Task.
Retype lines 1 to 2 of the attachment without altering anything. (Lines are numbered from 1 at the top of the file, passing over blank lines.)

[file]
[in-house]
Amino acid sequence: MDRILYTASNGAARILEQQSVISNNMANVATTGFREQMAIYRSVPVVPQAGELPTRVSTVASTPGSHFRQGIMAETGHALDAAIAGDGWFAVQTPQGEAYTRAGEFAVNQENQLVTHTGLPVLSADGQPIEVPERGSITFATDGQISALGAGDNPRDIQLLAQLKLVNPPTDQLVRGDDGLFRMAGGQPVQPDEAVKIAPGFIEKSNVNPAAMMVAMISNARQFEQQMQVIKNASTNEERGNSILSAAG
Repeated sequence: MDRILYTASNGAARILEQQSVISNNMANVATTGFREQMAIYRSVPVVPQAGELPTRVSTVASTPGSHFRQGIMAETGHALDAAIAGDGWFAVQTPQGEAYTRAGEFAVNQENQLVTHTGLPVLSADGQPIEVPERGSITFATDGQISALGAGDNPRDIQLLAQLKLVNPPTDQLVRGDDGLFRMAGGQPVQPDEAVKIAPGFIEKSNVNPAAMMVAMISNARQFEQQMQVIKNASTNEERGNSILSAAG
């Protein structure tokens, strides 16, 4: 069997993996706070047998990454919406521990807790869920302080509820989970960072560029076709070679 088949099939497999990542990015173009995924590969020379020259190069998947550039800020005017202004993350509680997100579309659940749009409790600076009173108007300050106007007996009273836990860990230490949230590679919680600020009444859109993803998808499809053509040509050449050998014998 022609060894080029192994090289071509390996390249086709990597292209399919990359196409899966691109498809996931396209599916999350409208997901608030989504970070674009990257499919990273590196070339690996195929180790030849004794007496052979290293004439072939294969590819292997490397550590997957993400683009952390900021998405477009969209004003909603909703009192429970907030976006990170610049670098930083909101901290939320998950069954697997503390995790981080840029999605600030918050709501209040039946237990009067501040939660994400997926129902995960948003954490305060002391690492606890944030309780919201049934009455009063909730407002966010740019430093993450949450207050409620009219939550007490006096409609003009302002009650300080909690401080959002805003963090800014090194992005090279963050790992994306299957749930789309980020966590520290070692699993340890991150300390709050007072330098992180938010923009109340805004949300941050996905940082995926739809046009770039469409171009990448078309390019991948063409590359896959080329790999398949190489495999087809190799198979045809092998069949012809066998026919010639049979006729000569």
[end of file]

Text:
[in-house]
Amino acid sequence: MDRILYTASNGAARILEQQSVISNNMANVATTGFREQMAIYRSVPVVPQAGELPTRVSTVASTPGSHFRQGIMAETGHALDAAIAGDGWFAVQTPQGEAYTRAGEFAVNQENQLVTHTGLPVLSADGQPIEVPERGSITFATDGQISALGAGDNPRDIQLLAQLKLVNPPTDQLVRGDDGLFRMAGGQPVQPDEAVKIAPGFIEKSNVNPAAMMVAMISNARQFEQQMQVIKNASTNEERGNSILSAAG